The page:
21)  Long Lockout Timers

With all the different contents out there, one problem that often crept up was the fact you could only do many of them once per day.  Dynamis?  Originally once every three days, then one entry per day.  Assault was sluggish too, as you'd only get a tag every 24 hours.  Einherjar had a long wait as well.

Rhapsody KIs help make much of this a lot more tolerable.  With the right ones, Dynamis has no wait on reentry, many contents such as Assault, Einherjar, and Salvage can be reattempted after one GAME day, and other items such as the pheromone sacks for Meeble Burrows regenerate much more quickly.

Many of these contents also have the advantage of no longer requiring three people minimum to enter, so a single person can spam to their heart's content.

22)  Lack of Inventory Room

With 22 different jobs, and a host of all sorts of gear, you need a lot of inventory to survive in FFXI.  Considering the original starting inventory was 50 slots in Mog Safe and 30 in inventory, it seems like a daunting task.

Now, however, there is PLENTY of inventory available.  Not only does Inventory go up to 80 slots, but Mog Safe does as well.  You can add up to 80 slots in Storage.  With the expansion to a second floor in your Mog House, you add Mog Safe 2, which also maxes at 80 slots.  In Aht Urghan you can rent a Mog Locker, which can be expanded to 80.  Mog Satchel, a reward for adding the token to your account, is another 80.  Mog Sack can be bought with gil and adds 80 more, and Mog Case is another 80 that requires doing nothing in particular at all.  Finally, there are the Mog Wardrobes, which only accept equipments, but not only add 80 storage each, but you can EQUIP gears from them!  Two of these are provided for no charge, and two more can be accessed for a small monthly fee.

Even if you don't use Wardrobe 3 and 4, there's really not a good reason not to have enough room on a character.  However, there's still more you can do to save space.  Storage Slips allow you to store different items such as armor sets or accessories with certain requirements.  For example, Storage Slip 18 stores all lv 119 Relic Artifact gear.  You can potentially cram dozens of different items into storage at the cost of one inventory, then use a Porter Moogle to access them as necessary.  In addition, many ex items can be sent to characters within the same account, thus you can mule many things over as needed.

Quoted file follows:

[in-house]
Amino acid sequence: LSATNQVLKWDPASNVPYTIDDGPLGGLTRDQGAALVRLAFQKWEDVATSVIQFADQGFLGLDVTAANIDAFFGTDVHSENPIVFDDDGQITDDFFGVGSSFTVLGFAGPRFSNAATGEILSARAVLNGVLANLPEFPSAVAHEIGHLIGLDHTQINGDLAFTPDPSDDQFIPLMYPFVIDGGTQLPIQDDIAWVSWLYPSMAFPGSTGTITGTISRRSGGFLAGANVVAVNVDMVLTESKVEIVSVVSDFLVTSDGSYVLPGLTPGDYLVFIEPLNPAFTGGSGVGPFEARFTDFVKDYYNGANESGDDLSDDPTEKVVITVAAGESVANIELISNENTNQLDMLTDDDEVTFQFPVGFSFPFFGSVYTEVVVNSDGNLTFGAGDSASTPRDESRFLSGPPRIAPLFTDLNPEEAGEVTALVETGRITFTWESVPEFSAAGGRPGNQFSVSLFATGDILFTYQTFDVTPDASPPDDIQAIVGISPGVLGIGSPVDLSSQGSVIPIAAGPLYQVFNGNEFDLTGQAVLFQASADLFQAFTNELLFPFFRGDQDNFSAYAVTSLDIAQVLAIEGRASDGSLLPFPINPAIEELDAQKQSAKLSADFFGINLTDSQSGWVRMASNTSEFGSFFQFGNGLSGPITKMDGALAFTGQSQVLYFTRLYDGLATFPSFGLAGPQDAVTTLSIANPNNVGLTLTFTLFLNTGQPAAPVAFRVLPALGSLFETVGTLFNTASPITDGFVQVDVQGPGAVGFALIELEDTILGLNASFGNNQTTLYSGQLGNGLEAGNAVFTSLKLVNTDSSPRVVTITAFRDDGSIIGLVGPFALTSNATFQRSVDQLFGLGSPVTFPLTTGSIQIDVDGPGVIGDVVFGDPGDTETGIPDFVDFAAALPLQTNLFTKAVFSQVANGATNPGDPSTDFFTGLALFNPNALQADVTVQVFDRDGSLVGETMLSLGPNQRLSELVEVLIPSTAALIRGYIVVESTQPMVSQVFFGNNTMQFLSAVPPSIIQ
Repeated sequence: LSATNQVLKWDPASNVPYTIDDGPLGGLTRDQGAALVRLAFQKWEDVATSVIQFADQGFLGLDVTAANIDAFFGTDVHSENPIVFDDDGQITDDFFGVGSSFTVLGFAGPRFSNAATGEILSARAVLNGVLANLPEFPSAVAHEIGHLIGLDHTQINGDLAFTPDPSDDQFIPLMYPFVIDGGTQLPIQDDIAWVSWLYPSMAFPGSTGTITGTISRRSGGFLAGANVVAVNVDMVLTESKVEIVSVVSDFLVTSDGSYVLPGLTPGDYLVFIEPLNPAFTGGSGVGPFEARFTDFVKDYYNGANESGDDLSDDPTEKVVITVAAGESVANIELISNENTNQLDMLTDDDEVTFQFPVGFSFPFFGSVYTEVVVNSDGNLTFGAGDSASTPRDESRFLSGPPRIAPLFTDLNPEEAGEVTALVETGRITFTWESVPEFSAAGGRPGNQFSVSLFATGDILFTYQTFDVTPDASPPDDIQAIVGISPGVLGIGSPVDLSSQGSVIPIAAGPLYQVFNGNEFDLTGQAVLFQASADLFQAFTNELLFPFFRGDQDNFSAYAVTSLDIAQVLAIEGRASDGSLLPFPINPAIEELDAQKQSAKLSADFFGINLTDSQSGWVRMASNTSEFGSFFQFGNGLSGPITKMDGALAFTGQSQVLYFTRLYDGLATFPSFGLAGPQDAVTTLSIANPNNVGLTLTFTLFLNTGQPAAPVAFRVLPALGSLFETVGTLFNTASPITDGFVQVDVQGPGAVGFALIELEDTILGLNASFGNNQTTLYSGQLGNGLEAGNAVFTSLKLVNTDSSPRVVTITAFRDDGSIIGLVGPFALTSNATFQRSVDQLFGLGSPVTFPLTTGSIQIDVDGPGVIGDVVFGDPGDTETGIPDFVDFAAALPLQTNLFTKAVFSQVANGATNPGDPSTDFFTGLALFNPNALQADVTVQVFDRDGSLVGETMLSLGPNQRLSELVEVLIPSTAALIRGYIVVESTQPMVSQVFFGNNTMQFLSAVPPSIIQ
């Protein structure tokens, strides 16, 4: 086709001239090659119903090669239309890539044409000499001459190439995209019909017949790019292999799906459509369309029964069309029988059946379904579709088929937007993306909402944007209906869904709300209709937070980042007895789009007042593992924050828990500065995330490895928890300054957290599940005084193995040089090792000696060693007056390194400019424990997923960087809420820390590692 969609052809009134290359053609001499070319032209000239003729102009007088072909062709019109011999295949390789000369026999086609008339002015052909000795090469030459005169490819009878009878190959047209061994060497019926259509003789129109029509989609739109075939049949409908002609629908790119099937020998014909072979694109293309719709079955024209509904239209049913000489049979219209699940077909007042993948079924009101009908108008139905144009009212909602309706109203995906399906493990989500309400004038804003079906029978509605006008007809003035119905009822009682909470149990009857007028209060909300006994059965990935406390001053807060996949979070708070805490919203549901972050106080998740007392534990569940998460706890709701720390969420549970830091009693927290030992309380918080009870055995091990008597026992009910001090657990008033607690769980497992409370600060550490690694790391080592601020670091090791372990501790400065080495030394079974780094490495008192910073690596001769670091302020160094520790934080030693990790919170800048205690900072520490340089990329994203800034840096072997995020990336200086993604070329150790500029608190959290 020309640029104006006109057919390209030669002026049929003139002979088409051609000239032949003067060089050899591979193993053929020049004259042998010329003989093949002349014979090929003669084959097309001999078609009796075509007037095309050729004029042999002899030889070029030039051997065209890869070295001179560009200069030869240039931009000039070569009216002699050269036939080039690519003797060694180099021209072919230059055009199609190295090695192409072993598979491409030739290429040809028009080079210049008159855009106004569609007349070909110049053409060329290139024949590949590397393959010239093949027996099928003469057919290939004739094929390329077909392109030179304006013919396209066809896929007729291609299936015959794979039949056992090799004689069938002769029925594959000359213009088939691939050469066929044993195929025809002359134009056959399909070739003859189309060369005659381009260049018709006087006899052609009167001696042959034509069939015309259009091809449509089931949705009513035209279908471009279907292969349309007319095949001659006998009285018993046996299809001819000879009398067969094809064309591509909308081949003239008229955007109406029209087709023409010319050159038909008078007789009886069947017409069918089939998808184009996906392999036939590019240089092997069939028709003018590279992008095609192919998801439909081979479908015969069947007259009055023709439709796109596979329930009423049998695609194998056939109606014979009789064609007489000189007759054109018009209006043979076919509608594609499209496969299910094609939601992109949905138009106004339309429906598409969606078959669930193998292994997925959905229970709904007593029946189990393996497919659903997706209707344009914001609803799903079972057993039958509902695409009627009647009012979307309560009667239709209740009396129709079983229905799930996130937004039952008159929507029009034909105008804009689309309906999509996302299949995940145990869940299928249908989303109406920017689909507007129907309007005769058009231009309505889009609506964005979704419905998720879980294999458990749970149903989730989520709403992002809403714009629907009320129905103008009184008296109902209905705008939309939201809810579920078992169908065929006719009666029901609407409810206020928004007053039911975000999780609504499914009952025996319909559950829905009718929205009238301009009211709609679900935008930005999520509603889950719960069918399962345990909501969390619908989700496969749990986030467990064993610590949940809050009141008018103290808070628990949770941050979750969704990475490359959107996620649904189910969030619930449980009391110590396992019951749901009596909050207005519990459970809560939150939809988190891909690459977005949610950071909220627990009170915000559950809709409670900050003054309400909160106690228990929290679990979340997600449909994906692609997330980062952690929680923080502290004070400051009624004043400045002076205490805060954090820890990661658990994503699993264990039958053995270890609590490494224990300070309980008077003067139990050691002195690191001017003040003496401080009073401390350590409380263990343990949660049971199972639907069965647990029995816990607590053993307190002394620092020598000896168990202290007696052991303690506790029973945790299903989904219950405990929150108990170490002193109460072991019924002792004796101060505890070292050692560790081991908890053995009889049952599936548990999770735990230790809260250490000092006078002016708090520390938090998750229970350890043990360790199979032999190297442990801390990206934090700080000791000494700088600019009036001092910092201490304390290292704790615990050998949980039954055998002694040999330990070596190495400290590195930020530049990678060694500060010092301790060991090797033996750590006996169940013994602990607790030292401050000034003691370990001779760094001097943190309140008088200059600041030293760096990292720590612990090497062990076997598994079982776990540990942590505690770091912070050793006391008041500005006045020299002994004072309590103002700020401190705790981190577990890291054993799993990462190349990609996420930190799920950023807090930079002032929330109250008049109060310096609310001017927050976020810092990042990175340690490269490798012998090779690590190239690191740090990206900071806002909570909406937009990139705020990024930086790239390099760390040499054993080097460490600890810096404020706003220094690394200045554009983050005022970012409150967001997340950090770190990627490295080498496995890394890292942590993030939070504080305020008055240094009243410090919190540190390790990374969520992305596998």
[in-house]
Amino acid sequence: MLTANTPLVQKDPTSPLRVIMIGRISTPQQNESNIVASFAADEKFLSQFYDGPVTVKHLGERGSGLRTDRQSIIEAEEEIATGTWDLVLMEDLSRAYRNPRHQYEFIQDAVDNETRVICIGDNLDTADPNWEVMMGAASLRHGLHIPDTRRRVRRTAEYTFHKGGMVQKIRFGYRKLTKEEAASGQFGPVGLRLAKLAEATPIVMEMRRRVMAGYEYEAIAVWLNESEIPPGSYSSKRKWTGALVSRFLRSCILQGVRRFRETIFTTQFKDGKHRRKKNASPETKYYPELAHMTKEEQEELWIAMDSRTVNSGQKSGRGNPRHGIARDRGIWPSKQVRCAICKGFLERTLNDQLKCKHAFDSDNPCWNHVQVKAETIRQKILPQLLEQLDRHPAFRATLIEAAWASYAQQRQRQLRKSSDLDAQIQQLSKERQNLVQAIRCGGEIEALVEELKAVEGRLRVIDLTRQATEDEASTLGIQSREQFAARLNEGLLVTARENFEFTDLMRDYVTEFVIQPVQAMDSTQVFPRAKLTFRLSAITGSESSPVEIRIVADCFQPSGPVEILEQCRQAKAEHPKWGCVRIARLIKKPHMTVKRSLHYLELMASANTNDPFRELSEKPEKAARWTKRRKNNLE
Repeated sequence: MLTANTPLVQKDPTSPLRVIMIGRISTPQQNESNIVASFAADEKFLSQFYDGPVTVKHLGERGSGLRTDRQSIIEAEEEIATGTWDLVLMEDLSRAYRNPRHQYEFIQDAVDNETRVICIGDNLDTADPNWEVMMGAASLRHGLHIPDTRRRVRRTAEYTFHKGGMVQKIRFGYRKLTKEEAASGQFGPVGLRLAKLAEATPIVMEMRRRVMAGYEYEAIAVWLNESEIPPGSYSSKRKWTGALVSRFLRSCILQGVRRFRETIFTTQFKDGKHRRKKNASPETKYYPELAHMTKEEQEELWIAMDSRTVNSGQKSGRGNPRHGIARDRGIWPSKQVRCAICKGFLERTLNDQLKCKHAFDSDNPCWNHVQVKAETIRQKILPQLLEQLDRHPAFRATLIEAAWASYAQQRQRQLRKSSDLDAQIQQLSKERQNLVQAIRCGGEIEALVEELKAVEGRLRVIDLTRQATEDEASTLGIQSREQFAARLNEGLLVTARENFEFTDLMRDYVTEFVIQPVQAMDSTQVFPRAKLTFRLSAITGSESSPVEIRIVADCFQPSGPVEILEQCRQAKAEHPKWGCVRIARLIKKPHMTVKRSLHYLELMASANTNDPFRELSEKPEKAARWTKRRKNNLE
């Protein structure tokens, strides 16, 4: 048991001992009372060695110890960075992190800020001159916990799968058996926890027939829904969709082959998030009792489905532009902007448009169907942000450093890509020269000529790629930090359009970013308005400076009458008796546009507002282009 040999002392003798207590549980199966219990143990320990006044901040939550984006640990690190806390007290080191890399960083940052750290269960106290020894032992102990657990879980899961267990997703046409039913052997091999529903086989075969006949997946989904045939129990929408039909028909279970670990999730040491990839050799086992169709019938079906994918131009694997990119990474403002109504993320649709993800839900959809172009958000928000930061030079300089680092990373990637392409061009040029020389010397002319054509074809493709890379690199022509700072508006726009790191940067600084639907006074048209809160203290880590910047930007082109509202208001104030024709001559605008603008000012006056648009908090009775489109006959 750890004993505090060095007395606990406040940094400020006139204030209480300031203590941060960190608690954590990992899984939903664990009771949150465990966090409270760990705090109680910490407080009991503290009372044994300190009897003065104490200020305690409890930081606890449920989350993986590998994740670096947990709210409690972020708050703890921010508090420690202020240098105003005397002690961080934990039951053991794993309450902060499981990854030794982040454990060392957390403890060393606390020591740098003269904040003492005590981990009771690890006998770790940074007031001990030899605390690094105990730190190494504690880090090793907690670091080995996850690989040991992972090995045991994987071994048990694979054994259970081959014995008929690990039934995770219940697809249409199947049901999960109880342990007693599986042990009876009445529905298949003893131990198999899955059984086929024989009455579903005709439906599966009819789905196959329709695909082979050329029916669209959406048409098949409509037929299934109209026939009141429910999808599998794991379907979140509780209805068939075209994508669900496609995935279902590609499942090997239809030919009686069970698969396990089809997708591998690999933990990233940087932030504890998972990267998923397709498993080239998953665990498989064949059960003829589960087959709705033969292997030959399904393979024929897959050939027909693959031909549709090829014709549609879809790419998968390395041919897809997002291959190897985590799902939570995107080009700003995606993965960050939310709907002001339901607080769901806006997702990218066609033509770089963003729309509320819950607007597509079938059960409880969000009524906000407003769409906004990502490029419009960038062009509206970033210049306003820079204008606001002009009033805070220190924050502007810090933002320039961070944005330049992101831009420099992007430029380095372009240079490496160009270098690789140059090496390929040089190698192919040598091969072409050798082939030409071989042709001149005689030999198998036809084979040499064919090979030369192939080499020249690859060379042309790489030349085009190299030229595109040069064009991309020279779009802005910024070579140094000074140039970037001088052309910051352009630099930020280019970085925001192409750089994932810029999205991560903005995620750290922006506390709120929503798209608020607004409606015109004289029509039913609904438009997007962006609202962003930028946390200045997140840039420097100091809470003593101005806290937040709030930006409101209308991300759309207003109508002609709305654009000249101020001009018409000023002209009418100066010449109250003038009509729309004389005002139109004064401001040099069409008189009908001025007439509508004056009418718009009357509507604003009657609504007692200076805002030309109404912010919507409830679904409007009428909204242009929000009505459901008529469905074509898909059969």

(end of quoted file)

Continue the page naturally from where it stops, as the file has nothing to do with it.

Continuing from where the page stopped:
23)  Ugly Outfits

FFXI has a bunch of good looking outfits, but let's face it, there's some ugly gear too.  Anyone who played back in the day knows the kind of look I'm referencing:  Scorpion Harness, Optical Hat, all matter of color-clashing, fashion disaster getups.

The /lockstyle and /lockstyleset commands are wonderful in this regard.  You can simply define a gearset of armors and weapons of your choice and lock your appearance to the set.  The only requirement is that you must possess at least one job capable of donning the piece.  Additionally, weapons can only be lockstyled if you're equipped with a weapon of that type (even if your current job can't actually use it!).

FFXI has a vast libarary of armor sets and weapon skins so this ability allows users to really customize their looks.

Stop the Robots

24)  Fish Bots

There used to be quite a few of these around the world.  Fishing was originally a very simple process and required little attention.

The fishing system was overhauled a while back, now taking shape in the form of a reactive minigame, which is more difficult to automate.

In addition, Goblin Bounty Hunters were added to several popular spots to help kill low level fishers.

The real nail in the coffin of this practice, however, is probably the fact that fishing isn't really as lucrative as it once was.  Some of the vendor prices for fish were nerfed and there's not as much demand for some of the fish.

25)  Spam Tells

There were periods of time when these were particularly prevalent.  You'd know they were coming when someone ahead of you alphabetically commented on getting one.

There's probably less demand for sellers in FFXI with the release of newer and flashier games, but there's also another reason these aren't seen as much now:  A much needed /tell spam filter.

Just thought I'd share this insight~

(And wow, this list got so big I had to split it in two...)


"Every gun that is made, every warship launched, every rocket fired, signifies in the final sense a theft from those who hunger and are not fed, those who are cold and are not clothed."


Quote from: Selan on November 10, 2016, 06:26:13 AM
The game seems so much easier!

It is, but there's still plenty of hard opponents, lol...

Sure, your gear makes you effectively lv 119~120, but then you have to fight stuff that still have 10-30 level advantages over you.  And they're chock full of cheap, gimmicky moves.

And thanks to the whole infamous "16 hour Pandemonium Warden" debacle a few years back, nearly everything has a time limit now.   Sometimes the difficulty isn't surviving, it's killing a tough opponent with a 15 or 30 minute time limit.


Posting 18 months late. But wow they really changed the quality of life in the game. I think how time consuming and social it was is what made it better than XIV and other MMOs . But I can also understand why they made the changes